Resources:

1. Clinical neuroscience training resources for mental health providers: https://www.nncionline.org/our-resources/

2. Relevant readings including neurotranslational article repository:
https://docs.google.com/document/d/1UrVqKplo-ZLq36h6Bq7h6y41WNQgnYNb8Qbm7Ai5mSg/edit
https://docs.google.com/document/d/1ym74NmoYt3qLwXZo9fJBI0l9vTutbN7PSug3V2P1AAM/edit

References:

  • Bar-Haim, Y. (2010) 'Research Review: attention bias modification (ABM): a novel treatment for anxiety disorders', Journal of child psychology and psychiatry, and allied disciplines. Wiley Online Library, 51(8), pp. 859-870.
  • Barsaglini, A. et al. (2014) 'The effects of psychotherapy on brain function: a systematic and critical review', Progress in neurobiology. Elsevier, 114, pp. 1-14.
  • Brooks, S. J. and Stein, D. J. (2015) 'A systematic review of the neural bases of psychotherapy for anxiety and related disorders', Dialogues in clinical neuroscience. ncbi.nlm.nih.gov, 17(3), pp. 261-279.
  • Cimpianu, C.-L. et al. (2017) 'Vagus nerve stimulation in psychiatry: a systematic review of the available evidence', Journal of neural transmission . Springer, 124(1), pp. 145-158.
  • Cooper, J. J., Korb, A. S. and Akil, M. (2019) 'Bringing Neuroscience to the Bedside', FOCUS. American Psychiatric Publishing, 17(1), pp. 2-7.
  • Craske, M. G. et al. (2014) 'Maximizing exposure therapy: an inhibitory learning approach', Behaviour research and therapy. Elsevier, 58, pp. 10-23.
  • Dandekar, M. P. et al. (2018) 'Deep brain stimulation for treatment-resistant depression: an integrative review of preclinical and clinical findings and translational implications', Molecular psychiatry. nature.com, 23(5), pp. 1094-1112.
  • Guo, Q., Li, C. and Wang, J. (2017) 'Updated Review on the Clinical Use of Repetitive Transcranial Magnetic Stimulation in Psychiatric Disorders', Neuroscience bulletin. Springer, 33(6), pp. 747-756.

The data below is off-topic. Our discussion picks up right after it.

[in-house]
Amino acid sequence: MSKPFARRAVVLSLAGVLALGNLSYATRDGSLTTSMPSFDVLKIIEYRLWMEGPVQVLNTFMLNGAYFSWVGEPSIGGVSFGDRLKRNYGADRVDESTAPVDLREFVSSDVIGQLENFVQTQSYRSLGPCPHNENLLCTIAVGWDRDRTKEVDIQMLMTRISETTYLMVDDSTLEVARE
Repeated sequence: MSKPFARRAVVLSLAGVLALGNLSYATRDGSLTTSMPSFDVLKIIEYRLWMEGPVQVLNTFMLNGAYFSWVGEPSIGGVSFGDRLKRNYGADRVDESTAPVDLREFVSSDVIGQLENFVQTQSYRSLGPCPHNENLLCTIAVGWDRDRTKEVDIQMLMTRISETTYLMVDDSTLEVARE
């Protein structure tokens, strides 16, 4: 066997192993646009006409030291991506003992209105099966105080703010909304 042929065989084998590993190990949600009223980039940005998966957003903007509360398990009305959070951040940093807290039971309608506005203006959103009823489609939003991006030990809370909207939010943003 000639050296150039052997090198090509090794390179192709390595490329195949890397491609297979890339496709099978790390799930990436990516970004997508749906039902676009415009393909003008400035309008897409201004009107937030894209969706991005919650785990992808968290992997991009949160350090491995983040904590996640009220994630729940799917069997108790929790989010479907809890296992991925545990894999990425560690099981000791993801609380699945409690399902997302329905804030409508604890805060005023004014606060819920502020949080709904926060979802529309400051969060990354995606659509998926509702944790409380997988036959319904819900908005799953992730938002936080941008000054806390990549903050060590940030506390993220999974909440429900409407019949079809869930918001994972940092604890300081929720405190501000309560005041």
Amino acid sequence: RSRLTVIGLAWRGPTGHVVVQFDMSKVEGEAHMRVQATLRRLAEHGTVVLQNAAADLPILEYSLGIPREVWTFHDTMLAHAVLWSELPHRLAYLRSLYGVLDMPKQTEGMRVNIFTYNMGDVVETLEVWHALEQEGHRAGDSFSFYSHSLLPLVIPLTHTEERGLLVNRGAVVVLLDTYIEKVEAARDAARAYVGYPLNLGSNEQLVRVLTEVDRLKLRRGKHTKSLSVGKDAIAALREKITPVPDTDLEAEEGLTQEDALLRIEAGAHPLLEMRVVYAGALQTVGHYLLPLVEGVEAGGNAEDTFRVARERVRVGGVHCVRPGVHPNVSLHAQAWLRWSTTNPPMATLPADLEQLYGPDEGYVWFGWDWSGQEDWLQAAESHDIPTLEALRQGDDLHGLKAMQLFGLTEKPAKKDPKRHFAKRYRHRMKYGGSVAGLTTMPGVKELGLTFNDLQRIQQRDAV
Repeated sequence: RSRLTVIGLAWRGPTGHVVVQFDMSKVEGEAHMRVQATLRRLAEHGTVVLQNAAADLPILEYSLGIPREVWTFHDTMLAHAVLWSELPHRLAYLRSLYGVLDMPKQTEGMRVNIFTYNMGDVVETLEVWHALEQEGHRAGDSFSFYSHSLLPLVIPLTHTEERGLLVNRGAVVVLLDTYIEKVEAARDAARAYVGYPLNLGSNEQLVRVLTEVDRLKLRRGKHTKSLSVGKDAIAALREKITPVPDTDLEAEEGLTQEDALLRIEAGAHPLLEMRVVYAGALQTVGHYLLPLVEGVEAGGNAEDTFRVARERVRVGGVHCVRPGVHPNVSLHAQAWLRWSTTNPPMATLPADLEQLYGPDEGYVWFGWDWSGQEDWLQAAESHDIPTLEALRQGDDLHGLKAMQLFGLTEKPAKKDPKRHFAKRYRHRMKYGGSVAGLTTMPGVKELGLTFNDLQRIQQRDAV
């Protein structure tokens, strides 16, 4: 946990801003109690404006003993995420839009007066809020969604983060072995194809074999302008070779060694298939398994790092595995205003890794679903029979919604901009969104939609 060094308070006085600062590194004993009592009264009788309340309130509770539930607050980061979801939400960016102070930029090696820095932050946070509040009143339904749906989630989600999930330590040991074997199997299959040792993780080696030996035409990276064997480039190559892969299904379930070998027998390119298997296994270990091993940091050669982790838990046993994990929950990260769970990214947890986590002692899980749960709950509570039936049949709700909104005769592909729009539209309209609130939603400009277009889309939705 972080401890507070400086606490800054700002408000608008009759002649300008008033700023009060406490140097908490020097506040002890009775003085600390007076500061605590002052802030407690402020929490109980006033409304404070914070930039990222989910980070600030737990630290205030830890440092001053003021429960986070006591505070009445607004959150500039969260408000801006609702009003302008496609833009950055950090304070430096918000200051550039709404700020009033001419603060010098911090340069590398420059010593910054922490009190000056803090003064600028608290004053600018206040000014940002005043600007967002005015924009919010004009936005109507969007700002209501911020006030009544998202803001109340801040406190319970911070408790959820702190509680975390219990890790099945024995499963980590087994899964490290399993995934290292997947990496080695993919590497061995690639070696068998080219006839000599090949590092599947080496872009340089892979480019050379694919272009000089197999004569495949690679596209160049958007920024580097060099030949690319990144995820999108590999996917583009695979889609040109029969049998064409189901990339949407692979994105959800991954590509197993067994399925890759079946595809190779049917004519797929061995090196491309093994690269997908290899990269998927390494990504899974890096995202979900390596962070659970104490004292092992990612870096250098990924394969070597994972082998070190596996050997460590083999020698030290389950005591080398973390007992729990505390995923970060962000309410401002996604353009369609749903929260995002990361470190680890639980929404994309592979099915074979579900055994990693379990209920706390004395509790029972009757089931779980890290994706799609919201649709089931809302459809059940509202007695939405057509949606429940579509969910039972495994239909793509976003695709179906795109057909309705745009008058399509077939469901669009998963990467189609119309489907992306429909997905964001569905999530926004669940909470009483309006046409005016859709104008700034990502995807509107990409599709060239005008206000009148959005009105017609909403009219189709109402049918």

• Hofmann, S. G., Mundy, E. A. and Curtiss, J. (2015) 'Neuroenhancement of Exposure Therapy in Anxiety Disorders', AIMS neuroscience. ncbi.nlm.nih.gov, 2(3), pp. 123-138.
  • Illes, J. et al. (2008) 'In the mind's eye: provider and patient attitudes on functional brain imaging', Journal of psychiatric research, 43(2), pp. 107-114.
  • Kernel Networks Inc. (2019) 'Combined TMS and Brief Cognitive Behavioral Therapy to Reduce Suicide', Case Medical Research. doi: 10.31525/ct1-nct03952468.
  • Lebowitz, M. S. and Ahn, W.-K. (2012) 'Combining biomedical accounts of mental disorders with treatability information to reduce mental illness stigma', Psychiatric services . Am Psychiatric Assoc, 63(5), pp. 496-499.
  • Lebowitz, M. S. and Ahn, W.-K. (2015) 'Emphasizing Malleability in the biology of depression: Durable effects on perceived agency and prognostic pessimism', Behaviour research and therapy. Elsevier, 71, pp. 125-130.
  • Lee, A. A. et al. (2016) 'Comparing Treatment Relevant Etiological Explanations for Depression and Social Anxiety: Effects on Self-Stigmatizing Attitudes', Journal of Social and Clinical Psychology, pp. 571-588. doi: 10.1521/jscp.2016.35.7.571.
  • Lener, M. S. and Iosifescu, D. V. (2015) 'In pursuit of neuroimaging biomarkers to guide treatment selection in major depressive disorder: a review of the literature', Annals of the New York Academy of Sciences. Wiley Online Library, 1344, pp. 50-65.
  • Marzbani, H., Marateb, H. R. and Mansourian, M. (2016) 'Neurofeedback: A Comprehensive Review on System Design, Methodology and Clinical Applications', Basic and clinical neuroscience. ncbi.nlm.nih.gov, 7(2), pp. 143-158.
  • Siegle, G. J., Ghinassi, F. and Thase, M. E. (2007) 'Neurobehavioral Therapies in the 21st Century: Summary of an Emerging Field and an Extended Example of Cognitive Control Training for Depression', Cognitive therapy and research. Springer, 31(2), pp. 235-262.
  • Young, K. S. et al. (2018) 'The impact of mindfulness-based interventions on brain activity: A systematic review of functional magnetic resonance imaging studies', Neuroscience and biobehavioral reviews. Elsevier, 84, pp. 424-433.